A few weeks ago in Japan I went to see the annual Kanto Area JKA Championships, of which Tokyo is a part. A huge arena was packed with contestants, with eight court areas in operation. I went with a Japanese family whom I have got to know well and whose two sons were both competing. Eleven-year old Yu-Kun is currently the All-Japan and World Karate Champion in his age group. His older brother, Tomo, also successfully reached the best eight in the All Japans last year. Watching the elimination rounds, I couldn’t help thinking that the standard was really quite extraordinary. If the Kanto area is anything to go by (and by all accounts, the area of Kyushu is even stronger) and this process is being repeated right across the country, Japan has a great wealth of talent at the grassroots level from which the JKA can continue to grow and develop. In schools, universities, and private dojos up and down the country, JKA karate appears to be thriving.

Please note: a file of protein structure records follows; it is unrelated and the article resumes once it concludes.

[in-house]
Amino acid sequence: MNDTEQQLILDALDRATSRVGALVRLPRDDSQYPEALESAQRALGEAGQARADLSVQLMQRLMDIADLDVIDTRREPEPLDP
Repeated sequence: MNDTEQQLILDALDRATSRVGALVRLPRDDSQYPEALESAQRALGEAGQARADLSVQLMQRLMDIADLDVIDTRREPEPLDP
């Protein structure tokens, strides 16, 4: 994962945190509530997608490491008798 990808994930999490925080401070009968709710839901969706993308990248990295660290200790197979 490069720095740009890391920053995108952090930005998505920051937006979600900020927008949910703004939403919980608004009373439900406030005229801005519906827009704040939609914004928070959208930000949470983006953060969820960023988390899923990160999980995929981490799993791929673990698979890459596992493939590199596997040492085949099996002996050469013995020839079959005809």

I should at this point placate those middle-aged, Sunday-afternoon, karate keyboard warriors who will be itching to get on their computers and complain somewhere online that Dave Hooper is repeating himself yet again, and still thinks that you have to be Japanese to be a serious contender in the karate world. Au contraire! In fact, at those championships was an Englishman whose karate is exceptional, and who will, I predict, become the first non-Japanese to win the All Japan Championships. Richard Heselton, from York, came to Japan as a teenager to practice karate. He not only joined the infamous Takushoku karate club as a full-time student from which so many senior and famous JKA instructors herald, but captained it for two consecutive years. At last year’s All Japan Championships, having successfully reached the last eight the previous year, he was pitted very early on against Shimizu Sensei, the then current All Japan Champion. (I had the rather uncharitable suspicion that that early encounter wasn’t entirely down to the luck of the draw.) Shimizu Sensei had a hard fight on his hands and he knew it.